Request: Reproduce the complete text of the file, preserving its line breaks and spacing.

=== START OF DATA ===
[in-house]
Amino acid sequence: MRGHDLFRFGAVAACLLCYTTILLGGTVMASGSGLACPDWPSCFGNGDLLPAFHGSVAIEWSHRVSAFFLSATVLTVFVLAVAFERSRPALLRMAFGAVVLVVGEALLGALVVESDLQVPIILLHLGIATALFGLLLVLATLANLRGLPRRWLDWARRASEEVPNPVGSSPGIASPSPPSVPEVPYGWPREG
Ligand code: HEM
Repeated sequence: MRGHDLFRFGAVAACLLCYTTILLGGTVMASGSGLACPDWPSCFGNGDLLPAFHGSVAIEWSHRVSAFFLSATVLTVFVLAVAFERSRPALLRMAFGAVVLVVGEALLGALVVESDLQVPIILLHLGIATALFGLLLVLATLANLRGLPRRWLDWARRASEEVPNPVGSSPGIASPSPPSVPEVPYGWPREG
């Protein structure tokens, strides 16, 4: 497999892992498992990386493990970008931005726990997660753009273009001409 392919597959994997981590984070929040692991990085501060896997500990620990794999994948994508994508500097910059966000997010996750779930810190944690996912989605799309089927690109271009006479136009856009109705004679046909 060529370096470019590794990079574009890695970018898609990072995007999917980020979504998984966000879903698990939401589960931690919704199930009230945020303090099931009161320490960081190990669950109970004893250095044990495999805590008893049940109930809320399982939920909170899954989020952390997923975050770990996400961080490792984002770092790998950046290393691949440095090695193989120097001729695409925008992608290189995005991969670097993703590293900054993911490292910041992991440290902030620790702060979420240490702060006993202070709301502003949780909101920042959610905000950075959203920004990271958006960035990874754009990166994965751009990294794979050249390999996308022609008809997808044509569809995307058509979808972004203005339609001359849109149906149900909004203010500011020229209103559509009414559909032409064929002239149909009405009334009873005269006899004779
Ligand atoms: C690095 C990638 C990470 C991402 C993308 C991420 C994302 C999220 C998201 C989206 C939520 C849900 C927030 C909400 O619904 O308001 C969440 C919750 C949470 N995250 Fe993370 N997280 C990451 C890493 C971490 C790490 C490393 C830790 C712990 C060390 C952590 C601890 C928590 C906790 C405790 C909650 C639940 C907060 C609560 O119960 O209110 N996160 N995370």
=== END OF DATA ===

[in-house]
Amino acid sequence: MRGHDLFRFGAVAACLLCYTTILLGGTVMASGSGLACPDWPSCFGNGDLLPAFHGSVAIEWSHRVSAFFLSATVLTVFVLAVAFERSRPALLRMAFGAVVLVVGEALLGALVVESDLQVPIILLHLGIATALFGLLLVLATLANLRGLPRRWLDWARRASEEVPNPVGSSPGIASPSPPSVPEVPYGWPREG
Ligand code: HEM
Repeated sequence: MRGHDLFRFGAVAACLLCYTTILLGGTVMASGSGLACPDWPSCFGNGDLLPAFHGSVAIEWSHRVSAFFLSATVLTVFVLAVAFERSRPALLRMAFGAVVLVVGEALLGALVVESDLQVPIILLHLGIATALFGLLLVLATLANLRGLPRRWLDWARRASEEVPNPVGSSPGIASPSPPSVPEVPYGWPREG
């Protein structure tokens, strides 16, 4: 497999892992498992990386493990970008931005726990997660753009273009001409 392919597959994997981590984070929040692991990085501060896997500990620990794999994948994508994508500097910059966000997010996750779930810190944690996912989605799309089927690109271009006479136009856009109705004679046909 060529370096470019590794990079574009890695970018898609990072995007999917980020979504998984966000879903698990939401589960931690919704199930009230945020303090099931009161320490960081190990669950109970004893250095044990495999805590008893049940109930809320399982939920909170899954989020952390997923975050770990996400961080490792984002770092790998950046290393691949440095090695193989120097001729695409925008992608290189995005991969670097993703590293900054993911490292910041992991440290902030620790702060979420240490702060006993202070709301502003949780909101920042959610905000950075959203920004990271958006960035990874754009990166994965751009990294794979050249390999996308022609008809997808044509569809995307058509979808972004203005339609001359849109149906149900909004203010500011020229209103559509009414559909032409064929002239149909009405009334009873005269006899004779
Ligand atoms: C690095 C990638 C990470 C991402 C993308 C991420 C994302 C999220 C998201 C989206 C939520 C849900 C927030 C909400 O619904 O308001 C969440 C919750 C949470 N995250 Fe993370 N997280 C990451 C890493 C971490 C790490 C490393 C830790 C712990 C060390 C952590 C601890 C928590 C906790 C405790 C909650 C639940 C907060 C609560 O119960 O209110 N996160 N995370």